The other night, my family and I sat down to watch a film called The Song. It was about a musician who turned away from his marriage and family due to the temptations being in the spotlight afforded him. Ultimately the film follows his journey through recovery and returning to his family, but not before Jed, the main character, goes through some pretty significant struggles.

The film itself was well done and followed a set of storytelling parameters that were evident to anyone with a familiarity with the Bible. However, I took away from the film something that didn't have much to do with the story at all. One of the temptations that Jed faces in the film is in the form of his opening act, a woman named Shelby. She's far more free with her beliefs and her morals, and tempts him away from his wife. Shelby is one of the major stumbles in Jed's walk, and exists within the film primarily to play the adulterous woman. Most viewers of the film wouldn't see anything past the danger she posed to the main character. To most viewers of the film, Shelby was a trope. She was an adulterous woman, but nothing else.

Now, in terms of the way The Song was constructed, there's not really anything wrong with viewing Shelby as a trope. The whole film was constructed with tropes, and spoken Bible verses as narration ensure that viewers see everything in a specific way.

The reason I took issue with reducing Shelby to a trope, no matter how accurate and reasonable it was to do so, was because we as humans have a tendency to reduce everyone to a trope. Shelby, though created to be the adulterous woman, was also a massively talented violinist. She must have trained for years, meaning that she's dedicated and passionate. She was lonely, scared, jealous, and working towards a goal she thought was good based on her own definition of morality. There was a lot more to Shelby than just her adultery.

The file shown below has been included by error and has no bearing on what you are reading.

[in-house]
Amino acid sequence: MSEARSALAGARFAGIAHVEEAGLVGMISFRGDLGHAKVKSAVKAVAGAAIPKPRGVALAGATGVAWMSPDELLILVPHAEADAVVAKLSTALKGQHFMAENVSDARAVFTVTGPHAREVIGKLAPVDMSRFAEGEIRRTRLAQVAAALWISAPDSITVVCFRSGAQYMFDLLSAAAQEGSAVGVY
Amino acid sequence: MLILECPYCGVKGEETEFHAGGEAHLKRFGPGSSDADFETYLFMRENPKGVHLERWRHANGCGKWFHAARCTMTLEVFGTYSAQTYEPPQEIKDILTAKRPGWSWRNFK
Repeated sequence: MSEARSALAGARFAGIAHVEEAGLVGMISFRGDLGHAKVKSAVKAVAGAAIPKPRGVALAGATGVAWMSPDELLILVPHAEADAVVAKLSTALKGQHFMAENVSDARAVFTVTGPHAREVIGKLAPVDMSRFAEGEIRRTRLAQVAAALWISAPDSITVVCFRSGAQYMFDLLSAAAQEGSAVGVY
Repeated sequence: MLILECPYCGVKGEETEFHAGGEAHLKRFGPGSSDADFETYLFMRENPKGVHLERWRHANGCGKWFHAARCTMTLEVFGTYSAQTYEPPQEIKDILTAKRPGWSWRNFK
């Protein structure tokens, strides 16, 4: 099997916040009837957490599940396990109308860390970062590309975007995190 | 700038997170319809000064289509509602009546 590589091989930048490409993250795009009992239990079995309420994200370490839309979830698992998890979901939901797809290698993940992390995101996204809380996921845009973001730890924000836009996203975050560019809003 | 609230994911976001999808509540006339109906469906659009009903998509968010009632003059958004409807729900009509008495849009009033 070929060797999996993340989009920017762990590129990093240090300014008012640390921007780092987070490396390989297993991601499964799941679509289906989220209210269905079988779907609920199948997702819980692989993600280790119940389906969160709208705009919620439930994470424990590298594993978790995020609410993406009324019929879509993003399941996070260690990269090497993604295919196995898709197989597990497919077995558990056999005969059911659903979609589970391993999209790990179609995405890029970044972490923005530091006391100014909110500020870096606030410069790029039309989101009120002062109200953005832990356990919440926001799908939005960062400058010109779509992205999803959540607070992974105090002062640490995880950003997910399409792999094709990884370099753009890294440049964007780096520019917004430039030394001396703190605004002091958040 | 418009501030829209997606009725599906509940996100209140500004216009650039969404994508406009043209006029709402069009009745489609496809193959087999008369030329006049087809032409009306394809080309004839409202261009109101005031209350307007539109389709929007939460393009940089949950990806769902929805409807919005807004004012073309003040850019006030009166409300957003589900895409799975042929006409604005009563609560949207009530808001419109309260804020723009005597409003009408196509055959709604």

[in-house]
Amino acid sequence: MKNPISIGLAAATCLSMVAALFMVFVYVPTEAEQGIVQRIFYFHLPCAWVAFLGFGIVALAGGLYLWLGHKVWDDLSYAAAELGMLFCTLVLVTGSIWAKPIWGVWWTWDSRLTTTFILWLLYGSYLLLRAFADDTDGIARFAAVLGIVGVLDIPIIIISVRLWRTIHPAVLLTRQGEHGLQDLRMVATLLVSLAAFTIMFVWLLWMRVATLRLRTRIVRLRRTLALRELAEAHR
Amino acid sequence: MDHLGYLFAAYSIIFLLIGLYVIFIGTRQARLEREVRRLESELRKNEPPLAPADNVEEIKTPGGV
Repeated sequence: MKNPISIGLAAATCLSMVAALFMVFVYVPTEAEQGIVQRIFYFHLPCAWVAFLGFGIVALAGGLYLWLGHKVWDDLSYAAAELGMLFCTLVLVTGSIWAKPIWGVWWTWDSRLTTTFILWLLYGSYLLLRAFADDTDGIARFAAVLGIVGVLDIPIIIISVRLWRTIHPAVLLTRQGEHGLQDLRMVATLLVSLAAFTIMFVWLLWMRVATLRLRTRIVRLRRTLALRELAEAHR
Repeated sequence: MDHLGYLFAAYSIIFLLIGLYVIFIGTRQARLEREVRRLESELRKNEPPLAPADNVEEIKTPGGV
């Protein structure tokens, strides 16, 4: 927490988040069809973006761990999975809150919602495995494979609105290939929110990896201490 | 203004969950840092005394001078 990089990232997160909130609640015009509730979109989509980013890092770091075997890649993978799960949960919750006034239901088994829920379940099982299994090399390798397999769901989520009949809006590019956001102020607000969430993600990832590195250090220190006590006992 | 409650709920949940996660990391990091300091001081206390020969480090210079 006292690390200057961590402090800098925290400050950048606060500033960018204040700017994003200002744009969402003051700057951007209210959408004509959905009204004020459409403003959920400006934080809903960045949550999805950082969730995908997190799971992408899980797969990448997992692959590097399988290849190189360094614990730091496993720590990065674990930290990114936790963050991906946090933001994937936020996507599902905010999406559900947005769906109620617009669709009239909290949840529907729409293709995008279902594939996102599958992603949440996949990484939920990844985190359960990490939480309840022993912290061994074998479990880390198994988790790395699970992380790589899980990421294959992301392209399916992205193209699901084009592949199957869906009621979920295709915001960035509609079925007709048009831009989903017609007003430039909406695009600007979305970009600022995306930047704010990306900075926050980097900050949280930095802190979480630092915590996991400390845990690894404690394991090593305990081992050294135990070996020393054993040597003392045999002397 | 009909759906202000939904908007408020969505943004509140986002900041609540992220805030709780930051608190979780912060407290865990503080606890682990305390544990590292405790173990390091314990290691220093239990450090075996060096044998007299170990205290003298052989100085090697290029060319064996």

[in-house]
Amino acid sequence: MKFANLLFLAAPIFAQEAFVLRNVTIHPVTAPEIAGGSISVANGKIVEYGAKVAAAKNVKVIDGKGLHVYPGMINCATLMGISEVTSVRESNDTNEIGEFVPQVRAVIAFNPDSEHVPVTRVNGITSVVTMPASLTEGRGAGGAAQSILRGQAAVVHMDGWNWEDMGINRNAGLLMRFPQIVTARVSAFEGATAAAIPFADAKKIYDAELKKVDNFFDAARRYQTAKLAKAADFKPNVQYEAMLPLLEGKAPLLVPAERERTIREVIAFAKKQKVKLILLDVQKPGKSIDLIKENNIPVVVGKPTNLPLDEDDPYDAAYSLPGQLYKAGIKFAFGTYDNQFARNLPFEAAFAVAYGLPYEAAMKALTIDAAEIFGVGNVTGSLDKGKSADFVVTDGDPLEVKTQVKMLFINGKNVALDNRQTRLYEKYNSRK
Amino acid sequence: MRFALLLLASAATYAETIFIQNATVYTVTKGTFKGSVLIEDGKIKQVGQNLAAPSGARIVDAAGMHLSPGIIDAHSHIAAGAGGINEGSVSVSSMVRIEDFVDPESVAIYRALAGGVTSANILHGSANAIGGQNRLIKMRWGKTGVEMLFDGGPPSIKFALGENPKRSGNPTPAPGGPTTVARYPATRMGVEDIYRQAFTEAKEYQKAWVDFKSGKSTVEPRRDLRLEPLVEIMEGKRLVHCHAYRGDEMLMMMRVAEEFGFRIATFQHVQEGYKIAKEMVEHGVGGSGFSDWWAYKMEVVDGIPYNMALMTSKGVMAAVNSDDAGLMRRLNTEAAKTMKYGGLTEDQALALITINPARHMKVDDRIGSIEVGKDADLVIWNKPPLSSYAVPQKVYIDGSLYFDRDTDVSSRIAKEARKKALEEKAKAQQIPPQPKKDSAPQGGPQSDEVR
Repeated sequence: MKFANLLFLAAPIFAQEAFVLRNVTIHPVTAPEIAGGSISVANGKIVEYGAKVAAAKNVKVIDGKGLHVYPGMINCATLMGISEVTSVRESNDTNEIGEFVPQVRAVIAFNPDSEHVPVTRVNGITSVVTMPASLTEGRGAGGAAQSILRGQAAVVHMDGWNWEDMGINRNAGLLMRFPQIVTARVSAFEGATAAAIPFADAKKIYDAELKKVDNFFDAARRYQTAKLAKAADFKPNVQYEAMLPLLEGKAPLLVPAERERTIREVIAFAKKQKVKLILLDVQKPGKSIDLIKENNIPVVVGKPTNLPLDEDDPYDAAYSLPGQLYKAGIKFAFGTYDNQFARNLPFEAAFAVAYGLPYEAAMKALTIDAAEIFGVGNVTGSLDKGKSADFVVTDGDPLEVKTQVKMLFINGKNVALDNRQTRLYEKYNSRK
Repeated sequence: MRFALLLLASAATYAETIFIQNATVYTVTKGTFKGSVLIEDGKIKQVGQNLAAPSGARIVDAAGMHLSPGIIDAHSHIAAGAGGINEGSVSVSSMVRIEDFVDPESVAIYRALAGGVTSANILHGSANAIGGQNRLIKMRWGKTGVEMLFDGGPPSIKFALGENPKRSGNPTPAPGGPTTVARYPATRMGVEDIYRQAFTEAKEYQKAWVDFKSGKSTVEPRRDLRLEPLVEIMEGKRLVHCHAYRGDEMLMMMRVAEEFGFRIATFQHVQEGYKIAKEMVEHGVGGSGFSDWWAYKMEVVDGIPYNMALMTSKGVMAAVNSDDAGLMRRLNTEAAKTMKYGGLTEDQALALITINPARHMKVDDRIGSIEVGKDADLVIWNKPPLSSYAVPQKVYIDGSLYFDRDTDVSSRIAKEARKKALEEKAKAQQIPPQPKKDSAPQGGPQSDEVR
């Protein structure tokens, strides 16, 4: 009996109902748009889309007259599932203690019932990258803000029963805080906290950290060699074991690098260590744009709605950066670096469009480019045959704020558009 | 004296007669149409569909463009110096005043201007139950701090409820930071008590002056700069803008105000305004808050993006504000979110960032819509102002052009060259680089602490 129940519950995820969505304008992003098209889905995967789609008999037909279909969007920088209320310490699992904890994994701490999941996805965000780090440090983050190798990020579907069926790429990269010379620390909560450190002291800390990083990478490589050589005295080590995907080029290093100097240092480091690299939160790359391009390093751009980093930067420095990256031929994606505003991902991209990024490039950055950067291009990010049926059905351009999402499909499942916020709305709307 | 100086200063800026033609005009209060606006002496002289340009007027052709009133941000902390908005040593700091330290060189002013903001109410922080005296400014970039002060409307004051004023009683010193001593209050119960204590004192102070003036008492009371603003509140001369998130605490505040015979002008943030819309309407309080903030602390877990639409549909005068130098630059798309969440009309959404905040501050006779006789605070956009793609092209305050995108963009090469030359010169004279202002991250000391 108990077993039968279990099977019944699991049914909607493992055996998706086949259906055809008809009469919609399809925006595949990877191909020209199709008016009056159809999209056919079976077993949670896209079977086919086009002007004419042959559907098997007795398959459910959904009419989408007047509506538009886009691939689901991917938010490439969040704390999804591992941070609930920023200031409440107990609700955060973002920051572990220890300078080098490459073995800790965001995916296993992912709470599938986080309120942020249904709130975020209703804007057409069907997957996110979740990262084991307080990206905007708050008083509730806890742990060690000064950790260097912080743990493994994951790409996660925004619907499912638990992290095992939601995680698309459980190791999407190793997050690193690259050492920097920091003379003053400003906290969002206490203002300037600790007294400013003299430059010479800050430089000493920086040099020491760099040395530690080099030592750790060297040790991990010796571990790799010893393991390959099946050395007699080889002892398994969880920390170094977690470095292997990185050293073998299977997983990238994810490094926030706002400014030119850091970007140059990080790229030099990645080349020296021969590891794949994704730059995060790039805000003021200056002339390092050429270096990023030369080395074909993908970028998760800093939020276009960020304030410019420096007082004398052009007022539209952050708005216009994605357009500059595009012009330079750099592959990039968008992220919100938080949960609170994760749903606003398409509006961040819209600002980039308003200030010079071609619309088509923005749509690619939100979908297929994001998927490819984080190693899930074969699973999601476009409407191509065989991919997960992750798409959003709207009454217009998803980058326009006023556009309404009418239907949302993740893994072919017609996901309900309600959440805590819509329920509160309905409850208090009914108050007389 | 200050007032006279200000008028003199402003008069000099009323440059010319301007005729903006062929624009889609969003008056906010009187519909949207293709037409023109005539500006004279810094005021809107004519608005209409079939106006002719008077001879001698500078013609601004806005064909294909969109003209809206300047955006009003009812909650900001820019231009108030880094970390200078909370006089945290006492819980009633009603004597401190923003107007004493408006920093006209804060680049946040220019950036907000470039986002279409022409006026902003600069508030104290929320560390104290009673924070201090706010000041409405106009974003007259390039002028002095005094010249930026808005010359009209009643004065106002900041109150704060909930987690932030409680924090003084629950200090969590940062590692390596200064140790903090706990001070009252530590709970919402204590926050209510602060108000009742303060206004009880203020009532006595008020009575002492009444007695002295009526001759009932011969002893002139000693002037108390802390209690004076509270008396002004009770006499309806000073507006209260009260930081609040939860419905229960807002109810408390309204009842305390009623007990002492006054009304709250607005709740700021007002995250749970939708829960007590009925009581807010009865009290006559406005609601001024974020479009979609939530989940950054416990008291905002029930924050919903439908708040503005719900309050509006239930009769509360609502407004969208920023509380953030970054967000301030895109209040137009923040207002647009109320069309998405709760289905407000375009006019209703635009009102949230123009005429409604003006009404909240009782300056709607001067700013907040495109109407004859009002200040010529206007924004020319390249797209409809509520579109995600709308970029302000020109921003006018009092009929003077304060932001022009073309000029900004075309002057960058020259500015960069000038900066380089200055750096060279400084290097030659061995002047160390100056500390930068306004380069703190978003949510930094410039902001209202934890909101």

I had already been thinking about this very topic recently. In God's Not Dead 2, a Christian juror who helps sway the vote in the depicted court case is initially presented as a punk rock young woman. Her appearance was clearly designed in order to subvert expectations when she's revealed to be a believer. I actually found it a little annoying, because the implication was that audiences would assume this punk rock young woman with the dyed hair and the piercings wasn't saved. She would be immediately contained within a box, then the box would be broken when her faith was revealed. It was an interesting twist, but the assumption that led to it bothered me.

We often look at people and place them into very specific boxes. Whether it's based on their jobs, skin colour, hair colour, piercings, tattoos, accents, or any number of other things. We're programmed to do this with characters in many films and television shows, because simple tropes are a way of allowing the audience to learn the primary cast of characters quickly. It's not always bad, but it can be a product of lazy writing. The majority of the programs I enjoy put a heavy focus on character development, encouraging audiences to imagine those characters complexly.

If good writing results in imagining characters complexly, then why is God's outstanding writing of our very DNA not cause to imagine humanity complexly? People are more than your assumptions of them. Every single person has an entire life full of motivation, struggle, and goals that you may never even see. Remembering that those lives are there is just the first step to imagining everyone as more than what you see.